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Suspension Bellows

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Overview on Installing Suspension Bellows

Suspension systems deteriorate overtime. Air suspensions and bellows are no exception. When these dampers start to fail, a car or truck's ride may seem too low and uneven. At times, the drive becomes very bumpy and too uncomfortable. With a bad suspension, the vehicle may have difficulty carrying heavy loads. Driving on rough and uneven roads is also out of the question. To ensure a car's stability and ride quality with air suspensions, install new sets of suspension bellows before it's too late. Here's an overview of the process.

Required skill level: Intermediate

Needed tools and materials

  • Floor jack
  • Jack stand
  • Wrench and socket set
  • Screwdriver set
  • Suspension bellows
  • Lubricant
  • Air pump
  • Preparing vehicle and removing old parts

    Park the car on a flat and level surface. Raise it with a floor jack up to the maximum height possible. Safely secure the car on jack stands. Work on one side at a time. Remove the wheel to get a better access to the suspension system. Locate the old bellow. Remove the screws and bolts securing the assembly. Different cars have various attachment setups. Deflate the bellow. Once deflated, compress and push both of its ends away from the bead seats/plates. Be careful not to damage the seats. Clean these before moving on.

    Installing new suspension bellow

    Place the new bellow on the seats. Start by setting the upper seat first. Pinch the sides of the bellow towards the center and compress everything-similar to how it was compressed during removal. With the bellow folded, it can now be placed on the lower seat. Apply some lubricant to make things easier. Secure the assembly with all other brackets, screws, and bolts necessary. Refer to the manual of both car and bellow for specific instructions.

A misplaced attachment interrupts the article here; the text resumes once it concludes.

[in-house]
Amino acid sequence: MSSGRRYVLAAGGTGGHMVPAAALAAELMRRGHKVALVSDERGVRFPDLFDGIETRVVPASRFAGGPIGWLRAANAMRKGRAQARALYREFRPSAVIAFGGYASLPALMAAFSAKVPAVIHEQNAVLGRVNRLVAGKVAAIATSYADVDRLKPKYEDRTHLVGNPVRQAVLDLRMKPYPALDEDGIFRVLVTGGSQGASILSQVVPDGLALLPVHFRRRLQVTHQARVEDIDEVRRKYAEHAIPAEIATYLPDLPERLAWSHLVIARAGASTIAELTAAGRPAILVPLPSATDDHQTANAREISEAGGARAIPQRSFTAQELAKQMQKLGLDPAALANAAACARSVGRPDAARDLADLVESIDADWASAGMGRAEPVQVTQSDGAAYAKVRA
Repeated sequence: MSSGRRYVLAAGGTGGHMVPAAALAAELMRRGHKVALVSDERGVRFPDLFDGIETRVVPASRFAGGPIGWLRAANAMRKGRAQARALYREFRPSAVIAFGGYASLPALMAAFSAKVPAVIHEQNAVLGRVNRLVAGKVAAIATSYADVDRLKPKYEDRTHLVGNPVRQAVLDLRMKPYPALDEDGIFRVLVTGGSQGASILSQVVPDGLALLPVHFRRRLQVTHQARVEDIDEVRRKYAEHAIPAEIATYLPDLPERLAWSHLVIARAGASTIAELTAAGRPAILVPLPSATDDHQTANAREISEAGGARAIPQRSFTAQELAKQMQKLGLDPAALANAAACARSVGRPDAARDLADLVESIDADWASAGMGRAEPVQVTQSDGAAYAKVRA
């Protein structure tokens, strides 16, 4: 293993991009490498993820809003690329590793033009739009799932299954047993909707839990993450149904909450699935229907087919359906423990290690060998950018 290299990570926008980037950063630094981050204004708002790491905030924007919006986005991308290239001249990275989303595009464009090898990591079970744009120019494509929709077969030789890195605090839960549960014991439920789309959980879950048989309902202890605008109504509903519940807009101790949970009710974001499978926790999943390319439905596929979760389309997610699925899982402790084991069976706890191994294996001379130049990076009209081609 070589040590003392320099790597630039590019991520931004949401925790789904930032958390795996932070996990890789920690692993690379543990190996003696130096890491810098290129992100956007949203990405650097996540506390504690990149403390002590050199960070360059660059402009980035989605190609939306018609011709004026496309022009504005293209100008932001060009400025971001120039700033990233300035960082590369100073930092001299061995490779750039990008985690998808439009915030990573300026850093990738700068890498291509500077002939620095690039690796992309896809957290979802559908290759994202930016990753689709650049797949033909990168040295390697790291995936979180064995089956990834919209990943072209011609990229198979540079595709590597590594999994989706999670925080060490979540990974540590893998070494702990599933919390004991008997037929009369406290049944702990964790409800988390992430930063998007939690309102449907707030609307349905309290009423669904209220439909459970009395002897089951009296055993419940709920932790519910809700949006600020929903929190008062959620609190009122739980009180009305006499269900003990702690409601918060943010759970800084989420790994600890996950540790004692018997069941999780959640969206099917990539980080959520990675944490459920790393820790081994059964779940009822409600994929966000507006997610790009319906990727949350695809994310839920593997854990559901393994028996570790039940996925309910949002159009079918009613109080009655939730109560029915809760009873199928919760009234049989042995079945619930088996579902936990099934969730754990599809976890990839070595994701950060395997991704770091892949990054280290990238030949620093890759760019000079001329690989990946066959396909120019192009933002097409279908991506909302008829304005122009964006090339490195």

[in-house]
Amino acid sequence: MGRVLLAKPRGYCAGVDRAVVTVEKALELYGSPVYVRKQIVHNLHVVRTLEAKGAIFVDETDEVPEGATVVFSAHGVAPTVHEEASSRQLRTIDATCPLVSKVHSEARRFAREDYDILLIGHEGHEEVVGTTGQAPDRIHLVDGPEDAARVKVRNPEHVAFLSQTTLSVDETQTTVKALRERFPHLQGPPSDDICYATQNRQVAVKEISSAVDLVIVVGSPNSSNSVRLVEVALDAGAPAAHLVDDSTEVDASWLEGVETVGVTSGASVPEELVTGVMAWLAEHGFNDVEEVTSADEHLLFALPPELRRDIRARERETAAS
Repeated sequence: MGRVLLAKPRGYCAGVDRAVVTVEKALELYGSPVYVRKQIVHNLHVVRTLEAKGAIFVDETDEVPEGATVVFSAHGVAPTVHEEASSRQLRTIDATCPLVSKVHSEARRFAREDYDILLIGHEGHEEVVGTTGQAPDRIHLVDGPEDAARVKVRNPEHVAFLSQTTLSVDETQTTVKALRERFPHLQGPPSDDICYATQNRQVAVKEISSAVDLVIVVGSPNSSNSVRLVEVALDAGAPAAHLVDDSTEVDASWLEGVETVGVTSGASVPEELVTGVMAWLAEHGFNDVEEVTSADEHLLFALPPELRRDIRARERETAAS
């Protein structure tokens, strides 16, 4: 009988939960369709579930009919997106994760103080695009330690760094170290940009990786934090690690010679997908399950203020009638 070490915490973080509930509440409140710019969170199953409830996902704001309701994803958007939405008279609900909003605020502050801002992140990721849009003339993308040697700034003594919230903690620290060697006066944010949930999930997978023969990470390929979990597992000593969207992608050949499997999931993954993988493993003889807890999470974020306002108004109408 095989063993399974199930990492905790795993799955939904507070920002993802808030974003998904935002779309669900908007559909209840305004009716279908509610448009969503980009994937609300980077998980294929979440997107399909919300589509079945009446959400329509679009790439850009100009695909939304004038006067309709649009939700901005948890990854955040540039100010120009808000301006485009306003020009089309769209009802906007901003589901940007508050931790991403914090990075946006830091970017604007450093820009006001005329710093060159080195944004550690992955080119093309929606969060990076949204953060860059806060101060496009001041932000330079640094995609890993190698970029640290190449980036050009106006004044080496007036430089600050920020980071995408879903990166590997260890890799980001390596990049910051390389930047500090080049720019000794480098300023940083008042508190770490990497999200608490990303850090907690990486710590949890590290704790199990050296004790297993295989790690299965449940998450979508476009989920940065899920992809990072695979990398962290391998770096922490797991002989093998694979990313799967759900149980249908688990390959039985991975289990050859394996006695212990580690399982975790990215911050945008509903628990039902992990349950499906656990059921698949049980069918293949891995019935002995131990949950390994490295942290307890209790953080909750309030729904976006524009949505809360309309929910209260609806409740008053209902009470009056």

Inflating suspension bellow

    Make sure the bellow is properly secure prior to inflation. Inflating a loosely fitted part can cause sudden failure and accidents. Put enough air to tighten the parts together. To fine-tune the pressure, assembly may be calibrated depending on the brand of the bellow, how soft or stiff the driver prefers the suspension, and the vehicle's load.

    Finishing the installation

    Return the wheels after securing the bellow. Work on other wheels of the car and repeat the process. After working on all wheels, lower the car and take it for a test drive to check how the new parts feel.

    Suspension Bellows Articles

    • The Better Supporter: Firestone or Air Lift Suspension Bellows?

      A truck or SUV can only carry loads up to a limited weight. Installing a suspension upgrade like air springs with high-quality suspension bellows can raise that capacity. Two brands that came to mind as the top choices for this upgrade were Firestone and Air Lift. We compared Firestone's Ride-Rite Air Helper Springs and Air Lift's LoadLifter 5000. Though in the same product range, there were subtle differences that ultimately decided from which company you would want to buy suspension bellows for your ride.


      We're happy to say that both brands' suspension bellows were easy to install. Both were sold as a two-wheel set and included all the necessary hardware. Clear and detailed instructions were also provided. In a couple of hours, setting up was finished. The only thing that pinched our nerves was the fact that some drilling was required to install the Firestone Ride-Rite springs.

      WINNER: Air Lift


      Both products had similar specifications in terms of performance. The carrying capacity of our trucks increased up to 5,000 pounds. That's enough to haul huge trailers and load the car with a bunch of items inside and on the bed. The overall ride also improved as the air springs guaranteed improved support without sacrificing comfort-unlike those found with leaf-spring upgrades.

      WINNER: Air Lift and Firestone


      Air suspensions are great because these can be easily adjusted. Changing from a setting to accommodate a fully-loaded truck to an empty one can be done in a flash. Pressure inside the bellows can be changed within 5psi to 100psi. However, Firestone springs need to be manually adjusted. Air Lift's on the other hand were done automatically on-the-fly with a compressor and module add-on.

      WINNER: Air Lift

      The verdict

      We believe the Air Lift LoadLifter 5000 was the better option. It was definitely easier to install. Even if the automatic adjuster came as an add-on sold separately, this option gave Air Lift more flexibility over Firestone. These subtle details truly made the difference.